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The Ball Repeating Carbine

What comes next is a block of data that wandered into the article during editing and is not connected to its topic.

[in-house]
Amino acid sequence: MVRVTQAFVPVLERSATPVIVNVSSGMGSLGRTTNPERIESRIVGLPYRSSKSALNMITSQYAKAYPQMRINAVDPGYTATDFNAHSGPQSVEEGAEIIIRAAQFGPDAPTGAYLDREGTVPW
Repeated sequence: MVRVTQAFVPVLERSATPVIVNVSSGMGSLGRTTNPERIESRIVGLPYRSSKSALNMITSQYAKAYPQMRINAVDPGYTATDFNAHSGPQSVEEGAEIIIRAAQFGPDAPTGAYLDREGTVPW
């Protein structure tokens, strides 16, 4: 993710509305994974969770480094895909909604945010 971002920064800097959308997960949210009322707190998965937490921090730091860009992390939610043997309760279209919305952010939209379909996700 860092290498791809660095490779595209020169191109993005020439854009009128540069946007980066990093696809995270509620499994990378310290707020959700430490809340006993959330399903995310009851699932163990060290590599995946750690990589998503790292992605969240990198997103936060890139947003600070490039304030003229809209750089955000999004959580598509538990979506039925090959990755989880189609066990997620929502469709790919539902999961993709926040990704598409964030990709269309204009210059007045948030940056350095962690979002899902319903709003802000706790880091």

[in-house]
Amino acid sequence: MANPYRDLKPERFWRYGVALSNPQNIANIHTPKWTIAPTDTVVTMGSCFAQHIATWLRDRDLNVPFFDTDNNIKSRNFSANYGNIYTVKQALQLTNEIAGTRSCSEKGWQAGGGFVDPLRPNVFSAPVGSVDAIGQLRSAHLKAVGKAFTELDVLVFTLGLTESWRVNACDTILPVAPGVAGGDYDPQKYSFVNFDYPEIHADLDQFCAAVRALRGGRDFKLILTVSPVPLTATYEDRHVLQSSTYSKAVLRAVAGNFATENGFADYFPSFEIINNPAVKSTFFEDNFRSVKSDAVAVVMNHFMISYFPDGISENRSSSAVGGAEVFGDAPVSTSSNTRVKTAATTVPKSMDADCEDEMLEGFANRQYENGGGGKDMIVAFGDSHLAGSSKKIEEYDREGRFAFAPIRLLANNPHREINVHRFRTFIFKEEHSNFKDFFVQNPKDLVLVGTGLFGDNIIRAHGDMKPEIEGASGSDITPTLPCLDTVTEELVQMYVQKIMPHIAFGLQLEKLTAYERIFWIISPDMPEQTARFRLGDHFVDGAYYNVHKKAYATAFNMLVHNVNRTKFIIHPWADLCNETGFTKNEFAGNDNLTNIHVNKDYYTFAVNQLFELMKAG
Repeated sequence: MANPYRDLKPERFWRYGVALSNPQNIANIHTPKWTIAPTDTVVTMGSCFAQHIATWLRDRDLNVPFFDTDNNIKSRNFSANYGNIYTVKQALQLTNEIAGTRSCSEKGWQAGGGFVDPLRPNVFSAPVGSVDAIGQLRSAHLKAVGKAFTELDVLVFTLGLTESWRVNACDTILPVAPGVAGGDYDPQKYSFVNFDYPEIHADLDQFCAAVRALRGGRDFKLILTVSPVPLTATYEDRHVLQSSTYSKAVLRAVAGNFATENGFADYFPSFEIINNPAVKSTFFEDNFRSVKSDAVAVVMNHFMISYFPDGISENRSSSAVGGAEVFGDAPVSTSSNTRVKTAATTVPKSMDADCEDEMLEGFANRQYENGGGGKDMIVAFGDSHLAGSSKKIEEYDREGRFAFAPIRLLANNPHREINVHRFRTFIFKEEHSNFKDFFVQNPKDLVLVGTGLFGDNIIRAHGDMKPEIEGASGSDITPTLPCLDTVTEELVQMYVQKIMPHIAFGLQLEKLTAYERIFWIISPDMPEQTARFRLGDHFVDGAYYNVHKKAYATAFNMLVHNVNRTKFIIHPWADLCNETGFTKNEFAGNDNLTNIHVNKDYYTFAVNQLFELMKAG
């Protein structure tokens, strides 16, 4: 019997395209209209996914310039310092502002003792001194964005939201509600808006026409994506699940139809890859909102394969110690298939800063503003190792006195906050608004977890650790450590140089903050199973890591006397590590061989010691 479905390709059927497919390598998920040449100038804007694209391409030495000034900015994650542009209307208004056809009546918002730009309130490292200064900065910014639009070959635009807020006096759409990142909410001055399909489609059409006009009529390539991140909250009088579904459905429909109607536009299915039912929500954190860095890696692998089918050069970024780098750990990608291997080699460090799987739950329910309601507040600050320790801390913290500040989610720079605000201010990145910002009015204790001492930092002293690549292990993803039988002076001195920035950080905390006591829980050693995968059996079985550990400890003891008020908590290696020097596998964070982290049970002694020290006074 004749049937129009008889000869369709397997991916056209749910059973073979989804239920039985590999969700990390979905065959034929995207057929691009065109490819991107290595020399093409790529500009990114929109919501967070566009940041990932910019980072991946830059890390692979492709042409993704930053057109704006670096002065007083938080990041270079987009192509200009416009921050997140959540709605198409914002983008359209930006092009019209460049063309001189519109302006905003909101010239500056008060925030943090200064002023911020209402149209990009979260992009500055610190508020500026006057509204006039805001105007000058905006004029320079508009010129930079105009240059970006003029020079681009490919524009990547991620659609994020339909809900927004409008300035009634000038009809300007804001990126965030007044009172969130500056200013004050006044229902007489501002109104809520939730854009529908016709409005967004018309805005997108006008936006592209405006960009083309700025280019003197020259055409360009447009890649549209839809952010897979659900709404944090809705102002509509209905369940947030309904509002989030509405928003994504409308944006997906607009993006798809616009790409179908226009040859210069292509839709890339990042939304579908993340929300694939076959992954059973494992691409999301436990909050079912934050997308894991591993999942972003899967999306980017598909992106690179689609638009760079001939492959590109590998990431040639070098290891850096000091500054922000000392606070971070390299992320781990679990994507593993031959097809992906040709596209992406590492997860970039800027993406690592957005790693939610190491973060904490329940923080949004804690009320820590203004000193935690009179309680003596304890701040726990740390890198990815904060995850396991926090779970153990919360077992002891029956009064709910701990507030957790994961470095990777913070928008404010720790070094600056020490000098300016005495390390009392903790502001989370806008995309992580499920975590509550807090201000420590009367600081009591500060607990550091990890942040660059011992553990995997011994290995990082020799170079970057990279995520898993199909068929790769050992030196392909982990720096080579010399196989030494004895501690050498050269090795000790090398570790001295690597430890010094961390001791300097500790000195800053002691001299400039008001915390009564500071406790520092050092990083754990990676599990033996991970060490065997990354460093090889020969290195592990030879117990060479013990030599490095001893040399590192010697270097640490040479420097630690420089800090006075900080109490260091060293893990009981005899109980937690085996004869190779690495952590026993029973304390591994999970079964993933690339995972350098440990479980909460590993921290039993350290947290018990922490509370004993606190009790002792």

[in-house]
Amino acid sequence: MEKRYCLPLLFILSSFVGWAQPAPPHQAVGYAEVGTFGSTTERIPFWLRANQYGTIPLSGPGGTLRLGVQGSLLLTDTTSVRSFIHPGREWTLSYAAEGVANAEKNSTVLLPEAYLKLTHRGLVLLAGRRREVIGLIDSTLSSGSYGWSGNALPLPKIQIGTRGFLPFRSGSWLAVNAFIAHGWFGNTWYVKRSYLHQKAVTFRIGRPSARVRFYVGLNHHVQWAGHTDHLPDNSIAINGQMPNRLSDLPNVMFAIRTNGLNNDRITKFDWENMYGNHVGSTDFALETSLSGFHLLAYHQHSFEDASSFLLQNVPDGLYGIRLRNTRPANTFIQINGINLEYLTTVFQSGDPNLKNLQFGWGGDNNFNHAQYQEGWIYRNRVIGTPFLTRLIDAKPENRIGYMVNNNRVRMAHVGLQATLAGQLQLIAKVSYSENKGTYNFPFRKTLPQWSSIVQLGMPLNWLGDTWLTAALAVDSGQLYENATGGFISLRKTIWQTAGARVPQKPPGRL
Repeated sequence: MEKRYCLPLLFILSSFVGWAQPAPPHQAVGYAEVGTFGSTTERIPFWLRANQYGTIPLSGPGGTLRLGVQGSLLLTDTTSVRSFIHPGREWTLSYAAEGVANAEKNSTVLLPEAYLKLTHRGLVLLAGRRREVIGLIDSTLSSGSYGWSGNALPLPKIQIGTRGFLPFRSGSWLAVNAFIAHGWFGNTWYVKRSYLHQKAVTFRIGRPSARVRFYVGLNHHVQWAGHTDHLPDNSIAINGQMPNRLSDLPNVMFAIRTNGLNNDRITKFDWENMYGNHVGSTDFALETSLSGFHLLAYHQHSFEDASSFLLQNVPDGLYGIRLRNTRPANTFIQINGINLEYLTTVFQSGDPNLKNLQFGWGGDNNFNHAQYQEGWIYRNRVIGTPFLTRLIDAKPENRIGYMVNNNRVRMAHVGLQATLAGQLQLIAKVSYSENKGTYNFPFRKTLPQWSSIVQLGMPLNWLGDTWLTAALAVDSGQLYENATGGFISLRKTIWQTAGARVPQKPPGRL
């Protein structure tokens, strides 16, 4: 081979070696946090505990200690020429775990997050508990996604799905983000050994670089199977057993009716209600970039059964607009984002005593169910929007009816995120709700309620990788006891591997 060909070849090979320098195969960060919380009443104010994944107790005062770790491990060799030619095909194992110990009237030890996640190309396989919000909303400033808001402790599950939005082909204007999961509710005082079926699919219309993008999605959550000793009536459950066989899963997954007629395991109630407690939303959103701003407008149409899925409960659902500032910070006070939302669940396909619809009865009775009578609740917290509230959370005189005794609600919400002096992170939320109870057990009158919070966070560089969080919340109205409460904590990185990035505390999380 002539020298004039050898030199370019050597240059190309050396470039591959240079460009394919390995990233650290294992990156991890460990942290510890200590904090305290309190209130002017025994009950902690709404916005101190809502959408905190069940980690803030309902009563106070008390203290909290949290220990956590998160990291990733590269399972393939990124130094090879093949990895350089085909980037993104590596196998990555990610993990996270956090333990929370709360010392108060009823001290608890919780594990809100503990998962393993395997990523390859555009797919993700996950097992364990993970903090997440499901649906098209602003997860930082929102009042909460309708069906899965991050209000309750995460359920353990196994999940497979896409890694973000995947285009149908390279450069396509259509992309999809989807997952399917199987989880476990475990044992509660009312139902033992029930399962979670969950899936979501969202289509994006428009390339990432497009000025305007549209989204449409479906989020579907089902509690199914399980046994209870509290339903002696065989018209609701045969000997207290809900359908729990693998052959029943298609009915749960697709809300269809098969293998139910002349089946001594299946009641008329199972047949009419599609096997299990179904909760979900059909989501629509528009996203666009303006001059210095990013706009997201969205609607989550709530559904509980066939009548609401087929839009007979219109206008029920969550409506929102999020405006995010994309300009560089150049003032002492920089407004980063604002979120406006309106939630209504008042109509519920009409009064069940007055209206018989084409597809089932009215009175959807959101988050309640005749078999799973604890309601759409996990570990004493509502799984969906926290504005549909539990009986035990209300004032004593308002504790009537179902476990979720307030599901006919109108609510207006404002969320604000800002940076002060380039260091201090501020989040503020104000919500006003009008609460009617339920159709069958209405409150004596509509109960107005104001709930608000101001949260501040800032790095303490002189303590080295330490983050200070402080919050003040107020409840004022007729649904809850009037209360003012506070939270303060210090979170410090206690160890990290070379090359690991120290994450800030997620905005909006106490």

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found the arm lying out on the prairie. furnished the following background: "A sketchy chronological history of the above firearm as told to me by Mrs. Young Beal took it . Windsor. while other metallic parts were casehardened. Like the better-known Spencer carbine. they were not delivered until May. and manufactured by E. As in the Palmer carbine. 1865. the donor of the Lamson Carbine displayed here. G. This seven-shot .Although the Federal government issued a contract for these arms in 1864. after the war had ended. It has a two-piece walnut stock.000 of these seven-shot breechloaders were produced. 1865. cartridges are fed through an opening in the right side of the receiver frame and into a tubular magazine located under the barrel. Approximately 1. Lamson & Company. Approximately 1. and total length is 37 inches. Lowering the trigger guard lever opens the receiver and feeds a cartridge from the magazine into the chamber. then a 6 year old son of homesteaders in Shoshone County Wyoming. The 20-inch barrel was blued. Mr.000 were delivered in May. From its condition. which was chambered for the .5650 Spencer rimfire cartridge. To load. it had been there a long time. the hammer features a projecting lip that strikes the cartridge rim. Massachusetts. they were operated through the use of a lever-action trigger guard. Hook. in 1864.50 caliber carbine. after the close of the Civil War. Emmy Mae Binns Beal. Vermont. Circa 1910: Fred Beal. Garner D. This carbine was patented by Albert Ball of Worcester. operated on the same principle as the later Winchester repeating rifle.